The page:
Torah ark curtain and valance. Poland. Inscription dates 1778–1789 (curtain) and 1785–1786 (valance). Silk; wool; appliquéd with metallic woven ribbon. The Jewish Museum, New York) (Gift of Dr. Harry G. Friedman, F 3678a, b. © The Jewish Museum / Art Resource, NY)
Filigree, however, had sacral associations dating to the sixteenth century, when it had been used to form the borders of Russian icons and the surfaces of other ecclesiastic objects, a factor that may have recommended the use of this technique for Jewish ritual objects (see image in media related to this article). In the synagogue, filigree overlay the forms of Torah crowns and finials whose basic structure was sometimes gilt to create color contrasts. These filigree works were imitated with coarser wires in American workshops after the great wave of immigration from Eastern Europe in the 1880s.
As in synagogues all over the Jewish world, East European places of worship required textiles to protect Torah scrolls: binders, mantles, and covers for the reader’s desk and for the scroll between lections. Many of the largest textiles, the ark curtains, are folk art formed of a patchwork of valuable silks (see image at right). Their basic composition follows that of professionally made Central European examples: a rectangular field of a valuable textile, such as fragments of eighteenth-century silk, is set in the middle of a background cloth. Metallic ribbons and lace overlap both areas.
Since East European Jews specialized in making metallic textile ornaments, it is not surprising to find such items designed for use in synagogues. A particularly complex metallic embroidery form, which appears to be in relief, was known as shpanyer arbet (brocade work). It was used on Torah curtains and mantles, for yarmulkes, and on ‘atarot, the band that crowns the upper edges of prayer shawls to protect them from wear (see image in media related to this article). The inscriptions on many East European synagogue textiles are formed of prefabricated ribbon, rather than being embroidered; as a result, the letters form rectangular outlines.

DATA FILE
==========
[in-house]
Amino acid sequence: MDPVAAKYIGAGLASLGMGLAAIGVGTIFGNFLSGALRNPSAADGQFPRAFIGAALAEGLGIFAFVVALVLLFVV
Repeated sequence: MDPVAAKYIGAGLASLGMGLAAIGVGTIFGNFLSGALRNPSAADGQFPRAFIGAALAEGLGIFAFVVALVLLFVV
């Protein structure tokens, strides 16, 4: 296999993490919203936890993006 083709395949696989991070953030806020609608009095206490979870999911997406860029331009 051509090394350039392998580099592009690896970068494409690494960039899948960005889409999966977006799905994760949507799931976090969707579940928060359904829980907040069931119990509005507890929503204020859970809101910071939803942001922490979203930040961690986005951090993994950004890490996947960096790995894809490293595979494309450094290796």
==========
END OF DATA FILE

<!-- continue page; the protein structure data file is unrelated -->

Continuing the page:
Shivisi papercut. Galicia. 1845-1846. Paint and pencil on parchment: cut out. The Jewish Museum, New York. Photograph by Richard Goodbody, Inc. (Gift of Mr. and Mrs. George Sagan, JM 51-51. © The Jewish Museum / Art Resource, NY)
East European Jews also developed new types of ceremonial art out of the techniques and aesthetics of the larger culture around them. Artists often specialized in creating paper-cut wall plaques that indicated the direction of prayer (the mizraḥ), bore invocations stressing the need to concentrate on prayer, or were ‘omer calendars that tracked the days between Passover and Shavu‘ot. These densely designed plaques, cut from paper or parchment with scissors, contain many of the same iconographic elements found on synagogue silver, wall paintings, and carvings—birds, animals, flora and knotted forms—and are dominated by the same sense of horror vacui (see image at left).
The corpus of East European ceremonial art had roots in the Judaica of Ashkenaz, but became distinctive through contacts with East European art. New works including the paper cut, a predilection for the medium of copper alloy and for silver techniques such as filigree, together with an aesthetic that emphasized verticality and teeming compositions overlaid with the flora and fauna of the natural world defined a new branch of Jewish ceremonial art. In the 1880s, the emigration of great numbers of East European Jews led to the transmission of these artistic forms to the United States, where they are still copied today.
Susan L. Braunstein, Five Centuries of Hanukkah Lamps from The Jewish Museum: A Catalogue Raisonné (New Haven, 2004); Rafi Grafman, Crowning Glory: Silver Torah Ornaments of The Jewish Museum, New York, ed. Vivian B. Mann (New York, 1996); Historisches Museum der Pfalz Speyer, The Jews of the Middle Ages (Speyer, Ger., 2004); Marilyn Koolik, Towers of Spice: The Tower Shaped Tradition in Havdalah Spiceboxes (Jerusalem, 1982); Vivian B. Mann, “‘New’ Examples of Jewish Ceremonial Art from Medieval Ashkenaz,” Artibus et Historiae 17(1988): 13–24; Cecil Roth, “Ritual Art,” in Jewish Art: An Illustrated History, pp. 118–131 (Greenwich, Conn., 1971).